Outlook for Crude Oil in 2019
2018 was a mixed year for the price of crude oil. After rising to three-year highs, the price reversed in October and continued to make lower lows and higher lows. This trend led the price to reach the lowest levels this year and there are fears that the price could continue to decline. To forecast the trend in the coming year, it is important to first look at the recent trends in the price.
As you recall, four years ago, OPEC members met in Vienna for their annual general meeting. In this meeting, the focus shifted focus to the United States, a country that was increasing production as the country embraced the hydraulic fracturing technology. In this technology, companies mine vertically and upon reaching a certain depth, they divert the wells horizontally and then pump in water and chemicals. At the time, hydraulic fracturing was an expensive process and it was unprofitable for the companies. Therefore, OPEC agreed to flood the market with oil in a bid to reduce the price. Doing this, they expected most American companies to either file for bankruptcy or leave the industry all together.
This turned out to be a mistake because US had low interest rates. This enabled the companies to borrow cheaply and fund R&D to make mining cheaper. This has enabled the US oil companies become profitable even with crude oil price still low. Recent reports from EIA show that the US is now a net exporter of crude oil.
There are a few reasons for the current trends in oil prices. First, when US abandoned the Iran nuclear deal, investors believed that the supply will be constrained. However, when the sanctions kicked-in, United States announced that it had given a number of countries waivers. This was not what investors expected. As a result, the production continued.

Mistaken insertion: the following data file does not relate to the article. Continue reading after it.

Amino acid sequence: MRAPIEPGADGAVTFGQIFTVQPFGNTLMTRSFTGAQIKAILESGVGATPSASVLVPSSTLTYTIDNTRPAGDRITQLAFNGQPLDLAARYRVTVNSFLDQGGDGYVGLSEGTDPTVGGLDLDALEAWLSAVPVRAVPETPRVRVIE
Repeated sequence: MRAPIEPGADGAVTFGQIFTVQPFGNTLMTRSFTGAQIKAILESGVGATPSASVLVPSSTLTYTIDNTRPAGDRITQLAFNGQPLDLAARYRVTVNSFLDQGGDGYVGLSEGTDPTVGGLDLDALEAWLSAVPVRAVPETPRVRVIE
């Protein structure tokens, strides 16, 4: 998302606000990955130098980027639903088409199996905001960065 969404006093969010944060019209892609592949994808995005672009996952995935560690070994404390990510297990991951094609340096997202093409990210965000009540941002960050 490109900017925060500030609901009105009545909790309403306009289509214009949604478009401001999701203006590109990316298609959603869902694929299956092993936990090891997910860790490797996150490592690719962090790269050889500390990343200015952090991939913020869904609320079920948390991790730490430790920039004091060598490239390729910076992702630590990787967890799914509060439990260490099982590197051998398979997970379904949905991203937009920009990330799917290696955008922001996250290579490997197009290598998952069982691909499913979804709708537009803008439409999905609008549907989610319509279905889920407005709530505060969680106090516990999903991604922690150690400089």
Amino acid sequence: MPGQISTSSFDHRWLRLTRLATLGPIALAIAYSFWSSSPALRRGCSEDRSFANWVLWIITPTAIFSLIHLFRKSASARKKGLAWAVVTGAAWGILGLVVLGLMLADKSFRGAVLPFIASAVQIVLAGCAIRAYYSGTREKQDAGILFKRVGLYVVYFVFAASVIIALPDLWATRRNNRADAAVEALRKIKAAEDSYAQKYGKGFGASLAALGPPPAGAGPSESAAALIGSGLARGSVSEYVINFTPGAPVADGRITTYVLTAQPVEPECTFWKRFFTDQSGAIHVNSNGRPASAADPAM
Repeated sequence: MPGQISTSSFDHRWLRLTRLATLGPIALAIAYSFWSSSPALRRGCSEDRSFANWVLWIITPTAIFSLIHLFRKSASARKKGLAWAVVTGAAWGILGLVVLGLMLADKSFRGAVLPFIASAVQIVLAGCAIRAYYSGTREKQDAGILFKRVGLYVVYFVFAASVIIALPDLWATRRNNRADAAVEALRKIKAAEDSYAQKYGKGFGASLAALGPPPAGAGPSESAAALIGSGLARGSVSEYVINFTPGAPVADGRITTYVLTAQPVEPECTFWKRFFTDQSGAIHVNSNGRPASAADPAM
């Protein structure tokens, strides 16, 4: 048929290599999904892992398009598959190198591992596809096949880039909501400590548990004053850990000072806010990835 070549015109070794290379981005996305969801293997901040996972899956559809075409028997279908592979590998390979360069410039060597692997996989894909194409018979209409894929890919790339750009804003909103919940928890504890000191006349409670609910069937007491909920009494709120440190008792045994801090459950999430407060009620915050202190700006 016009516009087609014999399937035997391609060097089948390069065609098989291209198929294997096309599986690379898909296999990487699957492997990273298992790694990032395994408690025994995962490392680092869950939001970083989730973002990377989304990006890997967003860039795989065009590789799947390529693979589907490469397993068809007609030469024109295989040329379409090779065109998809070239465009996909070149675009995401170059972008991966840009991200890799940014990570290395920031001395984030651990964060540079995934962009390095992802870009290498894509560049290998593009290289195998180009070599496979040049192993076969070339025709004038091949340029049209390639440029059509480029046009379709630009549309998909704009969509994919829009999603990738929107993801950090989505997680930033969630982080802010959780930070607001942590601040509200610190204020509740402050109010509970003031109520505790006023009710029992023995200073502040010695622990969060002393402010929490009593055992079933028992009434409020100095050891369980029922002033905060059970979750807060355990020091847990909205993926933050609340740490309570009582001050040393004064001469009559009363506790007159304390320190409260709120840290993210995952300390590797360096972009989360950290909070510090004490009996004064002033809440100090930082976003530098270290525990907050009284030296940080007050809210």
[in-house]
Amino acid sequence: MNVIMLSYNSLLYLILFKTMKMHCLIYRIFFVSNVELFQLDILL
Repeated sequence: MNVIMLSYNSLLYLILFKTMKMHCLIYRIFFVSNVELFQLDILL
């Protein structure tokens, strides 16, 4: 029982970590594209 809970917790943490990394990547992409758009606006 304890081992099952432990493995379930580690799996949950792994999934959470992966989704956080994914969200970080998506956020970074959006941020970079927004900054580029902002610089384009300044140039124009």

Second, when Saudi Arabia killed Jamal Khashoggi, the United States was expected to react. When Trump gave his support to Saudi, the country had to balance between provoking the US president and low oil prices. For this reason, when OPEC met this year, they announced supply cuts that were lower than what the market was expecting.
Third, with the world currently going through a trade war, there are expectations that the demand will slow in the coming year. As the demand slows, and with production increasing, the only way forward for crude oil is down.
Therefore, in the coming year, the price of crude oil will depend on a number of things. First, it will depend on the supply from OPEC, which controls 50% of all oil production. Second, it will depend on the growth of the world economy. In the last meeting between Donald Trump and Xi Jinping, the two leaders agreed to have a truce. Traders will pay close attention to the deal that is made between the two countries. Third, traders will watch closely the reaction from OPEC if prices continue to decline. At a point, Saudi will need higher prices as the country prepares for the Saudi Aramco IPO. With all these factors, there is a likelihood that the price of crude oil will remain at these lows in the first quarter and then move up later in the year.